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What is more important to the future of the web than the future of HTML, and adoption of technology in the browsers? Our own Ian Hickson has been blazing a trail under the WHATWG umbrella, as he tries to do the right thing, and standardize what is already being down, instead of making a specification in an isolated room.

Back in 2005, Ian conducted a comprehensive, detailed analysis of how markup is used on the Web which gives his real world metrics to go by.

Vlad Alexander from xhtml.com was invited to post a series of questions to the X/HTML 5 team on their public mailing list, and recently published their Q & A session.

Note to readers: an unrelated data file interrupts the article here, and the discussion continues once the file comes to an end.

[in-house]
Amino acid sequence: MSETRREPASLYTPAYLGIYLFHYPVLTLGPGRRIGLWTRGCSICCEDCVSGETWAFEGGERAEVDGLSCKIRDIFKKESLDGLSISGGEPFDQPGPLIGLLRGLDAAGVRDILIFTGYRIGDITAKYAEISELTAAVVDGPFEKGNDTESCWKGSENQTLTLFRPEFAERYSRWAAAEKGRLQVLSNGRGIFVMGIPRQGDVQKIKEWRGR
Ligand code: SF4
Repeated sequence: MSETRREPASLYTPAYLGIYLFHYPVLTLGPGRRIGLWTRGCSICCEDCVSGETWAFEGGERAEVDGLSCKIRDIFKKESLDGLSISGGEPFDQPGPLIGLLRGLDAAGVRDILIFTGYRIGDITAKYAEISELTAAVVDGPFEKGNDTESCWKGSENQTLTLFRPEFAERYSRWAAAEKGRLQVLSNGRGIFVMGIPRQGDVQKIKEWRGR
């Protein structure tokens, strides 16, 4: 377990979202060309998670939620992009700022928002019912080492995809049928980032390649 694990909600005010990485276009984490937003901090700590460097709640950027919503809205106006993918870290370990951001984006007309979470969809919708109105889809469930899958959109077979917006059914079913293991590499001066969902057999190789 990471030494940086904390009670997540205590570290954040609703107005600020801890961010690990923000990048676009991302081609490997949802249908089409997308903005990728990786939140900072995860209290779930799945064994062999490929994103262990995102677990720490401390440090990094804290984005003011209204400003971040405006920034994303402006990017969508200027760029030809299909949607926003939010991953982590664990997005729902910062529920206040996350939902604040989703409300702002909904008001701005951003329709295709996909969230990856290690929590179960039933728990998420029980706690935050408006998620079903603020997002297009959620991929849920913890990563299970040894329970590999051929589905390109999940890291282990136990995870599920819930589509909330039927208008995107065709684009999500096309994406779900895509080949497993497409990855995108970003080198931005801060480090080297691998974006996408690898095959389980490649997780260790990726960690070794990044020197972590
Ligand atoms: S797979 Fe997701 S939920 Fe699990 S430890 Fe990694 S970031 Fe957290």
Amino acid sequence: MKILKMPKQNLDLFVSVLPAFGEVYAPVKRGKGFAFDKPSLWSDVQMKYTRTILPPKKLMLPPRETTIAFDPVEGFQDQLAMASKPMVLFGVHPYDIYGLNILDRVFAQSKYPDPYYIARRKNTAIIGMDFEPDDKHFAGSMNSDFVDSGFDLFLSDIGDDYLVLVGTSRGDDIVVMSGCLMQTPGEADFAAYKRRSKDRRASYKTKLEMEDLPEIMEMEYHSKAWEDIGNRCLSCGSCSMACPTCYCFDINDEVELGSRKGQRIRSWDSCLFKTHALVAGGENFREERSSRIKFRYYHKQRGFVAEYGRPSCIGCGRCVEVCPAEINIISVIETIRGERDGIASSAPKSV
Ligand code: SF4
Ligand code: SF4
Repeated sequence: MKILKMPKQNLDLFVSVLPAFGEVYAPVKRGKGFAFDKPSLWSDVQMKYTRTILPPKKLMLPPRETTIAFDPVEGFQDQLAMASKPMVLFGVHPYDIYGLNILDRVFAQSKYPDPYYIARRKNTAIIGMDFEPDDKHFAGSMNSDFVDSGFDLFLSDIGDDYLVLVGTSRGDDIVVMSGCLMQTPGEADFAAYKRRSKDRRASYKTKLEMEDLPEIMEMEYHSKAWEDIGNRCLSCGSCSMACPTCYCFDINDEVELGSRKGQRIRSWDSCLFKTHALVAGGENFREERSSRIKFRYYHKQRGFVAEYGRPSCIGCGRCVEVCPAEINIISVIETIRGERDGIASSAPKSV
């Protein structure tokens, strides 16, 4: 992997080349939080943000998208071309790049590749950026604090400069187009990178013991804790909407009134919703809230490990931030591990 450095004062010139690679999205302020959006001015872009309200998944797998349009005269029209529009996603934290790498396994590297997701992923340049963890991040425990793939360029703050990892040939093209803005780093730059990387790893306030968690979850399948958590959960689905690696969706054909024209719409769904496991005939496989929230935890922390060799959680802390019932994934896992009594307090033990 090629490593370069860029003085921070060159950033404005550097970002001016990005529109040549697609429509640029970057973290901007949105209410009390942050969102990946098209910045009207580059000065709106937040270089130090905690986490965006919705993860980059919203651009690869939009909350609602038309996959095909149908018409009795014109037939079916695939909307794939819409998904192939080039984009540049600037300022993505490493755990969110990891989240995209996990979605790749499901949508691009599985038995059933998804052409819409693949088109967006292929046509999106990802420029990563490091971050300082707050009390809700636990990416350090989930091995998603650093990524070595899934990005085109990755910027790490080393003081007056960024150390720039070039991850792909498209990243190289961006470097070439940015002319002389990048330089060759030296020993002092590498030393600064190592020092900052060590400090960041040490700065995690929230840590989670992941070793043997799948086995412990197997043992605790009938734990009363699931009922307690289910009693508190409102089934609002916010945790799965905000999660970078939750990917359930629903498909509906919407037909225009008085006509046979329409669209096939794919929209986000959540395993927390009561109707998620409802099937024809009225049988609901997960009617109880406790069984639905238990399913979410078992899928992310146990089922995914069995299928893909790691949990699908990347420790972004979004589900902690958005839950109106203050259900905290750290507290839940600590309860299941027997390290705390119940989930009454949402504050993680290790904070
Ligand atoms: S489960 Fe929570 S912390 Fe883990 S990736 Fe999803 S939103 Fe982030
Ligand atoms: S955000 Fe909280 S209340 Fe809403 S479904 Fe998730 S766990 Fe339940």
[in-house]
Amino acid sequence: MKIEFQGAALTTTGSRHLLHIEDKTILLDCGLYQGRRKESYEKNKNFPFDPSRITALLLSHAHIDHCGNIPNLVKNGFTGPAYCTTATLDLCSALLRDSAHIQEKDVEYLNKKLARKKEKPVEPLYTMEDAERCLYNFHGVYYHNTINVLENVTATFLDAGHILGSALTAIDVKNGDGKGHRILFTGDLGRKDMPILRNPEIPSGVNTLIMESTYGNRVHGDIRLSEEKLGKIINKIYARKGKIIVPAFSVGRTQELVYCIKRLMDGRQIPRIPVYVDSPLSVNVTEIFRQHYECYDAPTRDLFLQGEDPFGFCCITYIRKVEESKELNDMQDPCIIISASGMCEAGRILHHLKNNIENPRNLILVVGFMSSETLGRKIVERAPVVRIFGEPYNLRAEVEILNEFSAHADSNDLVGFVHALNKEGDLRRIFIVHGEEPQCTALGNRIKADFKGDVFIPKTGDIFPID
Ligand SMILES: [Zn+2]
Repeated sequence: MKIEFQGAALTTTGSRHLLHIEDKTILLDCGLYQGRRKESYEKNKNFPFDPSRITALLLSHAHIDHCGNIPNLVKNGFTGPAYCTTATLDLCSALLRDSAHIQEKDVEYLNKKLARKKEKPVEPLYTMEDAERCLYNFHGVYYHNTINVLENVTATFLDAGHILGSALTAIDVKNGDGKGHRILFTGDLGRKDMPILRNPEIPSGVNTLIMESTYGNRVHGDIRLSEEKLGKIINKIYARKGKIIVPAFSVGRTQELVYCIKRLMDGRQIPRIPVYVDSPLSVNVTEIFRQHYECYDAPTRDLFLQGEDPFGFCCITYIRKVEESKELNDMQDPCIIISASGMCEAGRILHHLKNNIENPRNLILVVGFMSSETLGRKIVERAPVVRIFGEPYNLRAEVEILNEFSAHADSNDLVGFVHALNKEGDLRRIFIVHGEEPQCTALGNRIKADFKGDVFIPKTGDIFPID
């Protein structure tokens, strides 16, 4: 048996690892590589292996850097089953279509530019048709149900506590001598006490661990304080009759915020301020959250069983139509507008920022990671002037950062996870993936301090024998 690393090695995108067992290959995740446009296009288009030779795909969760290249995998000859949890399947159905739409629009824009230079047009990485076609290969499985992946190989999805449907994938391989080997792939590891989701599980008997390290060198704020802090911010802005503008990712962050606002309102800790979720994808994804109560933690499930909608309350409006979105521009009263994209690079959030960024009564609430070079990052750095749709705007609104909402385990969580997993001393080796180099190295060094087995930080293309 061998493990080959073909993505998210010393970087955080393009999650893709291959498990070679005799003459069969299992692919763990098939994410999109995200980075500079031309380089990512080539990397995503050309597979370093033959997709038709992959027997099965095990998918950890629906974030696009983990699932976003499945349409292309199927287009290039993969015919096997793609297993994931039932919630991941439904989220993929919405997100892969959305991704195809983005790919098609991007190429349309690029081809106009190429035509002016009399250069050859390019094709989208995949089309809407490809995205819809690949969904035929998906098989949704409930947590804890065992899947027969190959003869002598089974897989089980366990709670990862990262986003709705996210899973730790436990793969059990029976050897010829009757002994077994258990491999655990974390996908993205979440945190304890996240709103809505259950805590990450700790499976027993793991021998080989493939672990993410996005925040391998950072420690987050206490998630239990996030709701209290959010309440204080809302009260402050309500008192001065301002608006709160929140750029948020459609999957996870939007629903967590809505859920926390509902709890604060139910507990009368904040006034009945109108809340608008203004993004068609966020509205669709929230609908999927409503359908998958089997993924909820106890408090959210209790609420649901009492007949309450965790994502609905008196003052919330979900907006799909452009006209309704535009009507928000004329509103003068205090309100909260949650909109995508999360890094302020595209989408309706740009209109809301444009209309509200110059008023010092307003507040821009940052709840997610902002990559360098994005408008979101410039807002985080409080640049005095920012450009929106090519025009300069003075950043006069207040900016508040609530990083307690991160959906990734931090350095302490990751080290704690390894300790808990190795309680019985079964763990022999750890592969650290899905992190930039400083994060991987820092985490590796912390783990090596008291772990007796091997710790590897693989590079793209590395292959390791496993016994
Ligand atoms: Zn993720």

If you haven't stayed up to date on what is happening around the standards, take a peek to see how the team answered questions such as:
  • Why do we need X/HTML 5? When did this need become apparent?
  • X/HTML 5 is currently in Working Draft stage. What is the tentative timetable for moving X/HTML 5 through the standards approval process towards Recommendation stage?
  • X/HTML 5 introduces new markup constructs such as sectioning elements, enhancements to the input element, a construct for dialogs, a way to mark up figures, and much more. Can you briefly describe these new constructs and the reason they were added?
  • X/HTML 5 has a construct for adding additional semantics to existing elements using predefined class names. Predefined class names could be the most controversial part of X/HTML 5, because the implementation overloads the class attribute. XHTML 2 provides similar functionality using the role attribute. Which approach is better and why?